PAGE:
Question #3: Data
Is the data required for the intended purposes of the project available? Is that data unique?
A project using unique data generated internally as part of the business model—for example, customer interaction data—has the chance of becoming extremely valuable and strategic. This is especially true if the data or algorithms can be monetized (i.e., made available to third parties for a fee). In such cases, building the AI product or service in-house makes sense to retain intellectual property rights.
However, if the data for the project is widely available in the market—for example, data from Twitter™ or other social media—then the company should shift its AI strategy and consider buying AI solutions externally. Top-notch services exist today that collect social media, mobile device or other data and offer analysis on top. Considering there are many options and prices are relatively low, companies can use the solution that is “good enough” rather than try to gather their own data and slow down the AI implementation process. Our research shows that limited internal data availability and quality are the most common reasons why companies lag in AI deployment.
Question #4: Strategic impact
Is the project strategic?
If it is determined that a project will deliver a competitive advantage or have transformative impact, it is clearly of strategic importance. If the objectives are narrower—for example, keeping pace with rivals or meeting customer expectations—the impact of the project is more likely to be tactical. An additional consideration is whether the project is relevant only to the unit or function implementing it, or if it will also be useful for other parts of the business. A solution or tool that can be easily adapted and re-used by multiple divisions, functions or units may be deemed strategic, even if the team developing it is pursuing tactical business objectives.
An AI project deemed to be of strategic significance may very well merit a decision to build internally, depending on the existence of internal capabilities (see Question #5). A project of tactical importance should almost always entail a buy or partner approach, given the lower costs and risks involved in pursuing these.
Three AI operating models
The question of strategic versus tactical impact of an AI solution may be addressed differently depending on the operating model each company adopts to execute AI projects. Companies tend to employ one of three models:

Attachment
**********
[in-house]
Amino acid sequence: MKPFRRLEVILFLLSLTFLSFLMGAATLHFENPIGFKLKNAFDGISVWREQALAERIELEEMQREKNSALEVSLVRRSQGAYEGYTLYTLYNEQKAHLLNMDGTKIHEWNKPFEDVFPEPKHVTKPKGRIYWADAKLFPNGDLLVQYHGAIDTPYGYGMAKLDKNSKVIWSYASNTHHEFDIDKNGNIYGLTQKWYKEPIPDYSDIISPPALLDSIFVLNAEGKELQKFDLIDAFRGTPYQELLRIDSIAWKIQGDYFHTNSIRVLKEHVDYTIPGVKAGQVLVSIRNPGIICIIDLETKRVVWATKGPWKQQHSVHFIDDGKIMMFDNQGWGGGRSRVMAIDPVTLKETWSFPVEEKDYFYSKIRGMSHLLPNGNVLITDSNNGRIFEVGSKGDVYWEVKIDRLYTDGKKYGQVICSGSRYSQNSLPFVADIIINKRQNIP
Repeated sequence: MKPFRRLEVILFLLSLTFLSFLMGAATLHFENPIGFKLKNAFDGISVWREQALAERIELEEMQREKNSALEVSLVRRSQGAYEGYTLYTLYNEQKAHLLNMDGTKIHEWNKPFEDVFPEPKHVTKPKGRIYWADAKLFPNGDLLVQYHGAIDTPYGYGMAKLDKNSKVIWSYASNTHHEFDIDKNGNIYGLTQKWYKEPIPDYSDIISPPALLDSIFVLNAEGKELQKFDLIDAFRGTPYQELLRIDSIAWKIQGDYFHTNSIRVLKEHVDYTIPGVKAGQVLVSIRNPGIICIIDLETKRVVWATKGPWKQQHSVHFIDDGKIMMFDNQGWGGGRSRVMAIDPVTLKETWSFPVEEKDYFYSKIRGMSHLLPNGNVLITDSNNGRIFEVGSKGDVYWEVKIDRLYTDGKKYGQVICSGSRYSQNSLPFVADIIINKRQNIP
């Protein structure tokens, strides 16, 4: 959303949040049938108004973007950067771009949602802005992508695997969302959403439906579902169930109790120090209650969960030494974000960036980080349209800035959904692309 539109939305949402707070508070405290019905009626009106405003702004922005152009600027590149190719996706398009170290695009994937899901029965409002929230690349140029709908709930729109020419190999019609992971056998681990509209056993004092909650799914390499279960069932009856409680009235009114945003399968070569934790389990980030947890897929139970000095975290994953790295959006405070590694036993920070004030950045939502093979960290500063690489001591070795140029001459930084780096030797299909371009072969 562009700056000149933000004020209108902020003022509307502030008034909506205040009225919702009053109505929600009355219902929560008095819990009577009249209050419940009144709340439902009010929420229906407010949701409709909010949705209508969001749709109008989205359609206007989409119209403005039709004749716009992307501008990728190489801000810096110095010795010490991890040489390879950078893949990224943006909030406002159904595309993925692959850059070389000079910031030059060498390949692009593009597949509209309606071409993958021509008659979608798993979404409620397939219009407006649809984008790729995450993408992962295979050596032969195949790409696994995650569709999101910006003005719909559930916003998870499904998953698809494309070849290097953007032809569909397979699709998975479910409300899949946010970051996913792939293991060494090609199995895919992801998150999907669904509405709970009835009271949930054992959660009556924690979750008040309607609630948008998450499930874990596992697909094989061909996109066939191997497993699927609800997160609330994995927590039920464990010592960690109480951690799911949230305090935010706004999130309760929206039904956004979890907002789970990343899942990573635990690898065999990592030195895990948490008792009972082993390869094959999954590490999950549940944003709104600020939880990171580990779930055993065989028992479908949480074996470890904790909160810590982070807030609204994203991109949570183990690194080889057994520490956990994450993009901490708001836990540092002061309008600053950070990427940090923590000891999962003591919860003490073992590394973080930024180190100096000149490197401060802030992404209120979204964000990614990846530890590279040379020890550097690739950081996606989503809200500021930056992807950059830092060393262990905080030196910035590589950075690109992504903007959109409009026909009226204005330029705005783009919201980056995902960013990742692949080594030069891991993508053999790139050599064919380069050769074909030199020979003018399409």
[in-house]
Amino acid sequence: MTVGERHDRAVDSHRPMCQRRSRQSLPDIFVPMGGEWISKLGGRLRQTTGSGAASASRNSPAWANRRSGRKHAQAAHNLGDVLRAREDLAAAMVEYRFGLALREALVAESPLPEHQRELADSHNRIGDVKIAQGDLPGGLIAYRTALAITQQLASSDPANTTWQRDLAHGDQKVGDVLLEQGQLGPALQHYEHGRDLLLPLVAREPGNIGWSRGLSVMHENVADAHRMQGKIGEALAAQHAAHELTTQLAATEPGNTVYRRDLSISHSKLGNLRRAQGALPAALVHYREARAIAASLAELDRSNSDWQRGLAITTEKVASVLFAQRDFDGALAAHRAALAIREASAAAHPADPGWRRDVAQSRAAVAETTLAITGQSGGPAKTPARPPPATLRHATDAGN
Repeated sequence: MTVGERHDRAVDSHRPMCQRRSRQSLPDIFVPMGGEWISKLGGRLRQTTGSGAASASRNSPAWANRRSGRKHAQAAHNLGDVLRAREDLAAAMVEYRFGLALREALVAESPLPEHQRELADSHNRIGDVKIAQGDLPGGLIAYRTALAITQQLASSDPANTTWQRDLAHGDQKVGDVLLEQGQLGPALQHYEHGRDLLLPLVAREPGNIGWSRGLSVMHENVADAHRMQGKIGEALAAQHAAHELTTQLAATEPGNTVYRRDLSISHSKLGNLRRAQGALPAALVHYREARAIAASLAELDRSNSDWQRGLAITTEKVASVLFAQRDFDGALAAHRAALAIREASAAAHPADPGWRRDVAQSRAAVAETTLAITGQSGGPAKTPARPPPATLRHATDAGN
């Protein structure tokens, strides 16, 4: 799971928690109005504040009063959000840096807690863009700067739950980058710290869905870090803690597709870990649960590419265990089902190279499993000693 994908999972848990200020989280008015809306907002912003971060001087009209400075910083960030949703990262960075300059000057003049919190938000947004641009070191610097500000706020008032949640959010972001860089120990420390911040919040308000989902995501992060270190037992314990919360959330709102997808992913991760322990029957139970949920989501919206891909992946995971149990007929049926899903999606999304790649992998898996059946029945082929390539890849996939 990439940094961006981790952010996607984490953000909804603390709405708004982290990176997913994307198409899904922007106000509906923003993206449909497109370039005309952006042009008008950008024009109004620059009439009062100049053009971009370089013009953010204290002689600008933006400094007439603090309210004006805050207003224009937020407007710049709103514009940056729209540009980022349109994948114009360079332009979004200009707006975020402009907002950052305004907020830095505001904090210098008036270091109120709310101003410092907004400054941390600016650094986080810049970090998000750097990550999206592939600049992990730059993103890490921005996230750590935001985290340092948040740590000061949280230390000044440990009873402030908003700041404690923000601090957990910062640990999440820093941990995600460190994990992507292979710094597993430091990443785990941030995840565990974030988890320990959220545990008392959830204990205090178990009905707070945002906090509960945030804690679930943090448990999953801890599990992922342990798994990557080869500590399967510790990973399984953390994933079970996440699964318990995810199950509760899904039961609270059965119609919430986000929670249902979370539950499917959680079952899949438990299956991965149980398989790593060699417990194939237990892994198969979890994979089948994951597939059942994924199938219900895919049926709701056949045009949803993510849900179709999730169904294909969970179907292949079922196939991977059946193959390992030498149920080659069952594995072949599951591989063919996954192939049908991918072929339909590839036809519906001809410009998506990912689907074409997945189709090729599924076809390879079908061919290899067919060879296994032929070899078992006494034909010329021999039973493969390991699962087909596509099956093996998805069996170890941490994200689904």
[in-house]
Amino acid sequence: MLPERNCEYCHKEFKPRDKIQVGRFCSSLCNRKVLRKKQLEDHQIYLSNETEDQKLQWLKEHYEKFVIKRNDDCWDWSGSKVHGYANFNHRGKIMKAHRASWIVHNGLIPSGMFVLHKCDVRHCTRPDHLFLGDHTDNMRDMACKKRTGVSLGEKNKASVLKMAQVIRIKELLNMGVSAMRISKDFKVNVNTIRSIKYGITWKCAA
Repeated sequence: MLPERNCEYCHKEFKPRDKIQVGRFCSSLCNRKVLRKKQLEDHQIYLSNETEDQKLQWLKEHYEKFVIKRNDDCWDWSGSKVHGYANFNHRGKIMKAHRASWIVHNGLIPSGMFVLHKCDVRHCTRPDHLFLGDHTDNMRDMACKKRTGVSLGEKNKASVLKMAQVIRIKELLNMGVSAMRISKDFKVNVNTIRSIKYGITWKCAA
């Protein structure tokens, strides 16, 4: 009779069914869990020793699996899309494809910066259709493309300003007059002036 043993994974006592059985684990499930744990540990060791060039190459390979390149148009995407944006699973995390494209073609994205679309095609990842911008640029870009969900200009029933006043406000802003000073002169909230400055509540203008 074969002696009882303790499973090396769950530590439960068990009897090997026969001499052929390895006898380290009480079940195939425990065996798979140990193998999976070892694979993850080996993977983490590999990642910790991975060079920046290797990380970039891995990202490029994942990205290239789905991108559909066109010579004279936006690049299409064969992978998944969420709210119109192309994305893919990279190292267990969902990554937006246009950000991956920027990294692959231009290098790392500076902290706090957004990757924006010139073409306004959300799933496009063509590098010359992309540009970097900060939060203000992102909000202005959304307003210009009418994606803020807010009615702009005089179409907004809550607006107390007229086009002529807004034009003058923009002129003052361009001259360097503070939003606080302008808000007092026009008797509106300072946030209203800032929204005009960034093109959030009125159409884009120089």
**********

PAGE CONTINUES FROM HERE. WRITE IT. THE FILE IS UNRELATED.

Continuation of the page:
- Distributed: Highly distributed ways of working are the sign of mature technology, tools and usage patterns. Here, data scientists have considerable resources at their disposal and can be productive working in loosely connected groups with established ways of reusing and providing knowledge and expertise to the wider business.
- Centralized: At the other extreme are highly centralized models, in which all data science and AI projects are executed centrally by a specialized team. Local groups that want to use the technology consult the center for all aspects of development. While efficient, this model can become a bottleneck of value and growth for companies, especially large ones in which command and control at this level might be difficult to achieve.
- Hub-and-spoke: This is a great model of working when you are setting yourself up for a journey to maturity. A central hub helps drive standards, methods and tools, and it guides the prioritization of work as the organization matures to support the technology. It consists of people who belong to the hub (data scientists, engineers of different types and data specialists) and specialists who belong to the business units.
Question #5: Capabilities
Do we have the required technical capabilities in-house?
If an AI project is deemed to be strategic, the last major question to ask is whether the organization has the internal capabilities to deliver it. If the answer is yes, developing internally will usually make sense. There could, however, be a case for using a vendor solution or partnering if speed is of the essence and mobilizing existing internal resources will take too long. In such situations acquiring a start-up with the right solution and ready-made capabilities could also be a good option.
If the capabilities are not on hand, the question then becomes whether to develop them internally, buy an off-the-shelf solution or use a specialist partner to help develop the project. Given that top AI talent is highly sought after—many organizations have trouble attracting and affording the right people—buying or partnering becomes an attractive option for many firms.
A hybrid approach is also possible, in which the company can draw on partners and/or buy off-the-shelf components (to ensure better results in shorter time with lower risk) while simultaneously developing a capability that can take on more of the heavy lifting on future projects.
In all cases, though, companies should always make sure that they are not reinventing something that’s commoditized and available at reasonable cost in the marketplace.